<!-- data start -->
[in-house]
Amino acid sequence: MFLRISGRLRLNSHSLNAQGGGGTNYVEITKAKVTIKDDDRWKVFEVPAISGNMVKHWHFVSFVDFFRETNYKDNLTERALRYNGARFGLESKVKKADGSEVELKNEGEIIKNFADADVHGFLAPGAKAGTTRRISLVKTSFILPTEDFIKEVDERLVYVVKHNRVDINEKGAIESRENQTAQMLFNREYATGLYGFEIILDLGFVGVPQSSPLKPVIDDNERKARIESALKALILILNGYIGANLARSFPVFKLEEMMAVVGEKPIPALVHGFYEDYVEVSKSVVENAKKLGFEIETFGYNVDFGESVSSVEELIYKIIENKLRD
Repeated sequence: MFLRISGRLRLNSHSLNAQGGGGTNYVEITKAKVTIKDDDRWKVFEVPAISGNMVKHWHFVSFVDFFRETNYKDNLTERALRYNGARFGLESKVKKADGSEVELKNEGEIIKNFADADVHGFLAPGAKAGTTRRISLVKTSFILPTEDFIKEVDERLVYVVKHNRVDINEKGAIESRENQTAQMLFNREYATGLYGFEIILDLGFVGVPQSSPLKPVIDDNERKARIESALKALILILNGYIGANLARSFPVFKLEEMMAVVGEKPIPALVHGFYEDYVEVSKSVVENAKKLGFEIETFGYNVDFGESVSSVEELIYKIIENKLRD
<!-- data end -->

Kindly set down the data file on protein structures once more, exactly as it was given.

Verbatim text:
[in-house]
Amino acid sequence: MFLRISGRLRLNSHSLNAQGGGGTNYVEITKAKVTIKDDDRWKVFEVPAISGNMVKHWHFVSFVDFFRETNYKDNLTERALRYNGARFGLESKVKKADGSEVELKNEGEIIKNFADADVHGFLAPGAKAGTTRRISLVKTSFILPTEDFIKEVDERLVYVVKHNRVDINEKGAIESRENQTAQMLFNREYATGLYGFEIILDLGFVGVPQSSPLKPVIDDNERKARIESALKALILILNGYIGANLARSFPVFKLEEMMAVVGEKPIPALVHGFYEDYVEVSKSVVENAKKLGFEIETFGYNVDFGESVSSVEELIYKIIENKLRD
Repeated sequence: MFLRISGRLRLNSHSLNAQGGGGTNYVEITKAKVTIKDDDRWKVFEVPAISGNMVKHWHFVSFVDFFRETNYKDNLTERALRYNGARFGLESKVKKADGSEVELKNEGEIIKNFADADVHGFLAPGAKAGTTRRISLVKTSFILPTEDFIKEVDERLVYVVKHNRVDINEKGAIESRENQTAQMLFNREYATGLYGFEIILDLGFVGVPQSSPLKPVIDDNERKARIESALKALILILNGYIGANLARSFPVFKLEEMMAVVGEKPIPALVHGFYEDYVEVSKSVVENAKKLGFEIETFGYNVDFGESVSSVEELIYKIIENKLRD